-----If we consider the motive of our conformity to the good-pleasure of God, it will be necessary to distinguish that which comes from pure charity and that which originates from some other supernatural source.
According to St. Bernard, beginners as a rule have only resignation derived from fear; proficients bear the
cross with a willing heart, a more generous conformity begotten of hope; the perfect embrace the cross with ardour, which complete conformity is the fruit of holy love. It is easy to understand how fear suffices to produce simple resignation. But in order that submission may grow in generosity, that it may become even joyous, there is need of a more thorough detachment, a more lively faith, and a firmer confidence in God. Such joyous submission is not, however, necessarily the offspring of pure love, for the desire of eternal happiness would be quite competent to produce it. A soul enamoured of Heaven will regard as the gifts of good fortune the little trials and even the grievous tribulations that befall her, penetrated as she will be with the alluring promises of the Apostle: "The sufferings of this time are not worthy to be compared with the glory to come that shall be revealed in us" (Rom. viii, 18), "for that which is at present momentary and light of our tribulation worketh for us above measure exceedingly an eternal weight of glory" (2 Cor. iv, 7).

There is finally the conformity inspired by pure love which in itself is the most perfect; for nothing can be so sublime, so delicate, so generous, so persevering as Divine charity. Now, since all are commanded to love God supremely, it seems to follow that each of the faithful has the power to produce acts of this perfect conformity, at least from time to time. But we produce them better and with greater energy of the will in proportion as we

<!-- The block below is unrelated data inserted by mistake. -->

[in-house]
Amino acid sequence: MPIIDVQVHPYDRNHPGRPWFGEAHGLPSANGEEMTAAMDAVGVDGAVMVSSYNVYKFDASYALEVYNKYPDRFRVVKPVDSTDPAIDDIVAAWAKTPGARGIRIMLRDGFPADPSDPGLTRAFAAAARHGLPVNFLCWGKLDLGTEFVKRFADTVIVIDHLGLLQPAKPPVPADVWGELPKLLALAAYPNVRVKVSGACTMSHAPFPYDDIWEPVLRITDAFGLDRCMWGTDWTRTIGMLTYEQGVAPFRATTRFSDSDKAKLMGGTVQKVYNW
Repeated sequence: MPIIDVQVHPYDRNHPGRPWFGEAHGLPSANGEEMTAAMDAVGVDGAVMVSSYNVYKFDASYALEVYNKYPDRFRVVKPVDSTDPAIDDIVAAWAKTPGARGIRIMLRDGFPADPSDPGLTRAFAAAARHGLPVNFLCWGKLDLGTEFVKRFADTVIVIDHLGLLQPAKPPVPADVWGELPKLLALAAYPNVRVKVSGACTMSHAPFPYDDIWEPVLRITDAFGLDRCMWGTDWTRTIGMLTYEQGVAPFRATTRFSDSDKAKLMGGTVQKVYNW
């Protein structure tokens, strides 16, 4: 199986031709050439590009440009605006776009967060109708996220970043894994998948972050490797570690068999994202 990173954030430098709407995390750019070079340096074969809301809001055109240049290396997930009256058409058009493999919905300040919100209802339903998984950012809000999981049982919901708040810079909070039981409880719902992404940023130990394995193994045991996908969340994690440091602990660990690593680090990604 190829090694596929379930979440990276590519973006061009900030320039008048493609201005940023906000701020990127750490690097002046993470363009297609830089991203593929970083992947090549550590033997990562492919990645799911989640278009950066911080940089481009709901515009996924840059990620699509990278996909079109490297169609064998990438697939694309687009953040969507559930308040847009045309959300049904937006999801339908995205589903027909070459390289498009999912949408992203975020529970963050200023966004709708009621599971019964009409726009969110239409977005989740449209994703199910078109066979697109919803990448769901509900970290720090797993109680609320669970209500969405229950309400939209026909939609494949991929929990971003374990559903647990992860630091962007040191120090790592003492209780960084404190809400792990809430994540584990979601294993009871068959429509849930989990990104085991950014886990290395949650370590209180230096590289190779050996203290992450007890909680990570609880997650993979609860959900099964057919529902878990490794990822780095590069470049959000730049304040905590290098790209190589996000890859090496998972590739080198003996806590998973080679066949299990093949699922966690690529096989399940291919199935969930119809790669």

grow in charity. And a day will come when, as we have made pure love the dominant influence in our lives, so it shall be by pure love we shall conform ourselves to the dispositions of Providence, habitually at any rate. Yet just as the soul, no matter how advanced, can always make further progress in charity, in the same way she can perfect herself ever more and more in this conformity which is born of love.

And now, amongst all the degrees of conformity, where do we find holy abandonment? It occupies the summits. If we regard the generosity of submission, abandonment appears to have no place except in the highest degree. The first degree, that of simple resignation, certainly falls short of it: such submission may suffice for a life simply Christian, but not for the perfect life: it does not imply that complete detachment, that unreserved donation of the will which holy abandonment means. There is more generosity in the second degree. Nevertheless, it seems to us that the soul has not yet attained to the detachment required in order to make herself indifferent to everything and to deliver up her will absolutely into the hands of Providence.

Considered in its determining motive, abandonment is a conformity from love, exhibiting the particular shades which give it an accentuated character of filial confidence and total self-surrender. In short, as we shall see more clearly further on, it is the perfection of love and conformity.

We have no desire to depreciate simple resignation and the conformity which does not proceed from pure love. On the contrary, we should like to emphasise their importance and merit. But our present purpose is to treat explicitly of holy abandonment alone, and we shall begin by describing it, exactly and minutely, according to the teaching of St. Francis de Sales. We hope, however, that even souls less advanced in conformity will be able to follow our expositions with profit, and find much of what we shall have to say applicable, in due proportion, to their own particular state.

1. Pref. Chrét., 8e tr., c, xii.
2. I Serm. S. Andr.